Weekly dilemma: pay cut or redundancy

We are having cashflow problems and were going to make a number of redundancies. However, we have said that if all staff take a 6% pay cut we’ll be able to keep everyone employed. The suggestion has been welcomed by all bar two members of staff. Can we force them to accept the pay cut based on a majority vote or will we have to keep them on their current level of pay?

Many businesses are now consulting with staff regarding the possibility of agreeing pay cuts rather than having to start a compulsory redundancy programme. In the present economic downturn many employees will be more than willing to agree to options that in other times they would have flatly refused. However, it is not possible to rely on a majority vote to impose pay cuts on all employees. In the absence of any express contractual right to reduce pay it is important that employees individually agree before a pay cut is imposed. If some employees do not accept the change and you unilaterally impose the pay reduction there will be a clear risk of claims for unlawful deductions from wages, breach of contract and constructive unfair dismissal.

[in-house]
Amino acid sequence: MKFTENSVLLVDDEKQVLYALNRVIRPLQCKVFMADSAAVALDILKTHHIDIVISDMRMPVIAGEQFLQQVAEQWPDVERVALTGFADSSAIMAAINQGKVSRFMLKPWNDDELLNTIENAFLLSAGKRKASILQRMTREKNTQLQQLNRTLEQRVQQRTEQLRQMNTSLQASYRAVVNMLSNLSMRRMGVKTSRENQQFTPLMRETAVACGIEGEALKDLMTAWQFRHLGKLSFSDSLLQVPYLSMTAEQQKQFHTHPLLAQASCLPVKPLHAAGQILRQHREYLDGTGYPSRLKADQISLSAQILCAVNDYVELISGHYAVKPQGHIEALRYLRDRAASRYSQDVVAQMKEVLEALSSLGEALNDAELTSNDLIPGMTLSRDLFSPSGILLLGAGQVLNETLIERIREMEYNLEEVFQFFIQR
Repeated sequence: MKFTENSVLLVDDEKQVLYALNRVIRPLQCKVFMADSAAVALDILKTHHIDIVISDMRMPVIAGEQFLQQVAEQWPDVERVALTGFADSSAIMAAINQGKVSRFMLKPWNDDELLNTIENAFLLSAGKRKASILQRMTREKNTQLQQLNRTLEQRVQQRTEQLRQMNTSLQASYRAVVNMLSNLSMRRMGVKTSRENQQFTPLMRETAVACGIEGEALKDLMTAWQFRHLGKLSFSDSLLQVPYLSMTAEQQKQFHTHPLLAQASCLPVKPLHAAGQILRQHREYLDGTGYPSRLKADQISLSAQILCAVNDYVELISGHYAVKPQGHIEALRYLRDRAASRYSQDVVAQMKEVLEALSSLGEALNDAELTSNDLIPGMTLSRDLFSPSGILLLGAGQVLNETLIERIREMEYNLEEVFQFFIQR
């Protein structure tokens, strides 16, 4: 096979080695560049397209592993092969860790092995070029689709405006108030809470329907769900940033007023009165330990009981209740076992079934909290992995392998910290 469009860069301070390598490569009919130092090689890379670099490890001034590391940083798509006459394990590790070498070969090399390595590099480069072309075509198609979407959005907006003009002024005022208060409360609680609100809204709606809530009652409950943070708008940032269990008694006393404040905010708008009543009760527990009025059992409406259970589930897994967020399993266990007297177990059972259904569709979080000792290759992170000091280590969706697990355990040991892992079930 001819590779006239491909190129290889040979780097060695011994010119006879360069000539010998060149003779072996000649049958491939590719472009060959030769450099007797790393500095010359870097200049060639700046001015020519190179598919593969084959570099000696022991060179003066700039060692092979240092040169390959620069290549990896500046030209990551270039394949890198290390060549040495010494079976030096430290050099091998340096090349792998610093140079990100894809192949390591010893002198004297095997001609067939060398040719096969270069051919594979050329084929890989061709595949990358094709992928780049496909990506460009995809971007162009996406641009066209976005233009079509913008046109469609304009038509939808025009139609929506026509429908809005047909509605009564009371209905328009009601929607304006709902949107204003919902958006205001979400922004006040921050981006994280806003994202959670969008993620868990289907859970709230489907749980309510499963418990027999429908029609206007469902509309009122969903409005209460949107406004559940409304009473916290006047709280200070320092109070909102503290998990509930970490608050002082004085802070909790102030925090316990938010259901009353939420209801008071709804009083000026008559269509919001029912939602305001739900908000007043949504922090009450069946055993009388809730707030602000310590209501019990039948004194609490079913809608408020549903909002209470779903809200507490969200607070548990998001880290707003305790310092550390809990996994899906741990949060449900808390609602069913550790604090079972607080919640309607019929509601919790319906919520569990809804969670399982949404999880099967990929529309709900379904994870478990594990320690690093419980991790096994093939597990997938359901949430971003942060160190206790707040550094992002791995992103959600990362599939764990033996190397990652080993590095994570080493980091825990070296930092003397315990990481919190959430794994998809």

Therefore, the employees who refuse to consent to the pay cuts have the contractual right to remain on their current level of pay.

However, in practice, if the majority have consented and are now receiving lower pay to avoid redundancies it would not be acceptable to have a few fellow workers doing the same job for higher rates of pay. Apart from any potential legal issues this is likely to cause considerable staff disruption and ill-feeling. It may also not achieve the savings you require.

There is a potential answer regarding the two who refuse to agree to the pay cuts, however.

On the basis of a reasonable business case, after consultation you could dismiss them and offer immediate re-engagement after they have concluded working their notice. The terms of the new contract will reflect the lower pay that has already been agreed by the others. The dismissal being carried out in the course of changing terms and conditions will be for ‘some other substantial reason’, which is a potentially fair reason for dismissal. However you will have to ensure that your actions are seen as reasonable and, until April this year, that you have complied with the three-stage statutory dismissal procedure as there is the potential for the employees to reject the offers of re-engagement and bring claims for unfair dismissal.

The acceptance by the others and the overall climate will certainly assist the defence of any claims.

Michael Ball, employment partner, Halliwells

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